Some bloggers have suggested we do this without moderating the comments. The sad truth is that there are people who abuse that privilege. You’d cringe at some of the comments we get. They do nothing to add to the great dialogue we’ve got going. There are also a number of deranged people out there (you know who you are) and it’s better for all involved if they do not have access to the discussion.
All week long, we will be talking about the health of the president. This weekend, we will present "The First Patient" a special about this topic.
I am curious to know how important you think it is for the health of the patient to be divulged. It has always seemed amazing to me that we aren't given more information about the physical and mental health of our candidates. It is arguably one of the toughest and most important jobs in the world.
No question, the information we get today is better than in elections past. John F. Kennedy denied he had Addison's disease throughout his campaign, even though he was officially diagnosed and treated for it. Franklin D. Roosevelt was essentially a dying man when he ran for his fourth term, even though most voters didn't realize it at the time. Roosevelt's doctors didn't even tell him he was suffering from congestive heart failure.
In 1992, you may remember that Paul Tsongas was the first cancer survivor to run for office. What was not known at the time was that Tsongas had a recurrence a year before the campaign. His cancer was back again before he would've been inaugurated. So, what do we deserve to know and when should we know it?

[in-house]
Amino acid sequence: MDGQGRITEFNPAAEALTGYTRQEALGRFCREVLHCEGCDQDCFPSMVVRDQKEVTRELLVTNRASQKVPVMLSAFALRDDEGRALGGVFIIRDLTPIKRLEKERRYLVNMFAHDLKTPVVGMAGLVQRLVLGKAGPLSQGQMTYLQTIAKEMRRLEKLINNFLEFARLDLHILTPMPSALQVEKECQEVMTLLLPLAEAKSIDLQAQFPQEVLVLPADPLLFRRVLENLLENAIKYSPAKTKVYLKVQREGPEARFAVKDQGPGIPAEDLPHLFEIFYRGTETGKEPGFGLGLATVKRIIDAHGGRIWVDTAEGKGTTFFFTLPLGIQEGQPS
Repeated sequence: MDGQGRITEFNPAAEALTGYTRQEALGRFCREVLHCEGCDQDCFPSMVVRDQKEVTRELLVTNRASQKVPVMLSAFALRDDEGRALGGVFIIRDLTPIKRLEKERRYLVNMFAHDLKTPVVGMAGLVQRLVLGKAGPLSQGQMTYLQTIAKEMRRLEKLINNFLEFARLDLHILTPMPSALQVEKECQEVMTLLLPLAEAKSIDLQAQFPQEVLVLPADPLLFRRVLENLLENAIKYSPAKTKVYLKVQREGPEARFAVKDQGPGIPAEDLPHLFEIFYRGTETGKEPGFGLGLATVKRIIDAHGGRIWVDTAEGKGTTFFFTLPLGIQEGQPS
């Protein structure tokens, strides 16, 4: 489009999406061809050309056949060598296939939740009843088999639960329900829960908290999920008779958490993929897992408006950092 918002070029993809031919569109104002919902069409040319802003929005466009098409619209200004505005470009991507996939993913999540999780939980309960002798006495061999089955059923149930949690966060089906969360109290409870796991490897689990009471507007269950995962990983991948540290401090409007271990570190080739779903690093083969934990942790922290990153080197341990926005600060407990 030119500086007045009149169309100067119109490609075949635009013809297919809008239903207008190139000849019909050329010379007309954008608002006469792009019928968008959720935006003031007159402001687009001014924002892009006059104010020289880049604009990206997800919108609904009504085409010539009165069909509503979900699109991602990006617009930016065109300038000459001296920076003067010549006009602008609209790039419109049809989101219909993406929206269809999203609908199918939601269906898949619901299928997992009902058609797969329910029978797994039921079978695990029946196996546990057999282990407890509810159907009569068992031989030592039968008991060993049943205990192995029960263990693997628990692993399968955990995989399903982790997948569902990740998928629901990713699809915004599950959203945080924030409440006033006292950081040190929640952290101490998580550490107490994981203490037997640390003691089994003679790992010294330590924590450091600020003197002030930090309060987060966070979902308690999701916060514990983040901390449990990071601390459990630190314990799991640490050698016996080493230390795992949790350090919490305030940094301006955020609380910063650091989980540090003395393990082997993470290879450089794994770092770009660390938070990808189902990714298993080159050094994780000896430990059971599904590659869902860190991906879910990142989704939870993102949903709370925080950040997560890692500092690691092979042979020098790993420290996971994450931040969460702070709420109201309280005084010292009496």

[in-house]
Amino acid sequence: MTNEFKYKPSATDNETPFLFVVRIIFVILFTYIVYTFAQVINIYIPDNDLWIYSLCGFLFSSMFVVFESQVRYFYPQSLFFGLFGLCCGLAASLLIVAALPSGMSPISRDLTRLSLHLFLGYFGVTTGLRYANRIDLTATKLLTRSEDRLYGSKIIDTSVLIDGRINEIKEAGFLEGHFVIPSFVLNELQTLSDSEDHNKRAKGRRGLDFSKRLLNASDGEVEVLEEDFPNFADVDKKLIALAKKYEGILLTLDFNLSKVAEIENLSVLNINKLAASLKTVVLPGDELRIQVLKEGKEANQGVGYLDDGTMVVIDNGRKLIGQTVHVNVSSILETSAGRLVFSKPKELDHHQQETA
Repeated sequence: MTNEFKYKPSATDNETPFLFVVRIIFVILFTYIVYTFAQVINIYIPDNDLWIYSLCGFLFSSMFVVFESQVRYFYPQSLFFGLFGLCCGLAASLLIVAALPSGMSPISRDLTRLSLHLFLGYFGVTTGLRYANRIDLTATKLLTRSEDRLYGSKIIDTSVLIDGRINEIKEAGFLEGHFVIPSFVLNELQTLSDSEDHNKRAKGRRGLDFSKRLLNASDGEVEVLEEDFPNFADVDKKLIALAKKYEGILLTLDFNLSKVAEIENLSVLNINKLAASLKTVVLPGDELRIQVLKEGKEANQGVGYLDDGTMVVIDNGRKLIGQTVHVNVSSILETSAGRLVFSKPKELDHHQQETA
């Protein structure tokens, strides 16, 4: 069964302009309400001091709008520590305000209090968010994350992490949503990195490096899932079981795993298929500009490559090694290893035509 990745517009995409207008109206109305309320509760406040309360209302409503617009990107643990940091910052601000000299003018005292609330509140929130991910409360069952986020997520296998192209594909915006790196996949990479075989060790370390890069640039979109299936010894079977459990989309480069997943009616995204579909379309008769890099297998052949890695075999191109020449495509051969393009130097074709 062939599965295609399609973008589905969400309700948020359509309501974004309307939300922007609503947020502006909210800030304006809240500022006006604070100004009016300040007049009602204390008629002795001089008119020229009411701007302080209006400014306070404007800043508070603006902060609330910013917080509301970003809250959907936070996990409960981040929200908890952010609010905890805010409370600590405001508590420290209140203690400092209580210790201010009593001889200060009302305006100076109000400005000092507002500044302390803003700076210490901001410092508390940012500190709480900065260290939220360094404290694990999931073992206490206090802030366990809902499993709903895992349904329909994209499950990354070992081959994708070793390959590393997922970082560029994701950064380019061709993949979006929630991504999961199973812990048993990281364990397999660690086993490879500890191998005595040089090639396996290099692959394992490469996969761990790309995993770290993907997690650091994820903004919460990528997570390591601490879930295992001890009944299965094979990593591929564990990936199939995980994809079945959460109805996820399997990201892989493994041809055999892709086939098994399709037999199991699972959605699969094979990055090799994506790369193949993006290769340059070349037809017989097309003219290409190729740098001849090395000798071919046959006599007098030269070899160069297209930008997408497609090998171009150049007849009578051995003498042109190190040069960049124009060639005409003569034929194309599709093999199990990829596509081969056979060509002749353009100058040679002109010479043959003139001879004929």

Tsongas for his part actually asked then-president Bill Clinton to create a commission that would require all candidates to release all of their medical records. That never happened.
Last month, Sen. John McCain's campaign released a summary of his records. His staff has promised to release his full medical records should he receive the Republican nomination.
That's important because the 71 year old McCain was diagnosed more than once with malignant skin cancer and would be the oldest president in our history.
As governor of Arkansas, Mike Huckabee weighed more than 280 pounds when he was diagnosed with Type 2 diabetes five years ago. Through diet and exercise, the 52-year-old Huckabee is now 110 pounds lighter and symptom free.
Sen. Hillary Clinton is 60. So far, she hasn't reported any health problems.
Sen. Barack Obama, 46, was a smoker, a habit that cuts an average of 11 years off life expectancy. Obama has told us he has quit smoking and he can often be seen chewing Nicorette gum.
Does the health of the candidate matter to you and would you vote differently based on that information?
– Dr. Sanjay Gupta, Chief Medical Correspondent
Program note: Watch "The First Patient" Saturday and Sunday at 8p and 11p ET
Editor's Note: Medical news is a popular but sensitive subject rooted in science. We receive many comments on this blog each day; not all are posted. Our hope is that much will be learned from the sharing of useful information and personal experiences based on the medical and health topics of the blog. We encourage you to focus your comments on those medical and health topics and we appreciate your input.
So let’s talk baseball, and not just the Mitchell report. Not just steroids. Not just the question of who is telling the truth, or who's not, or why.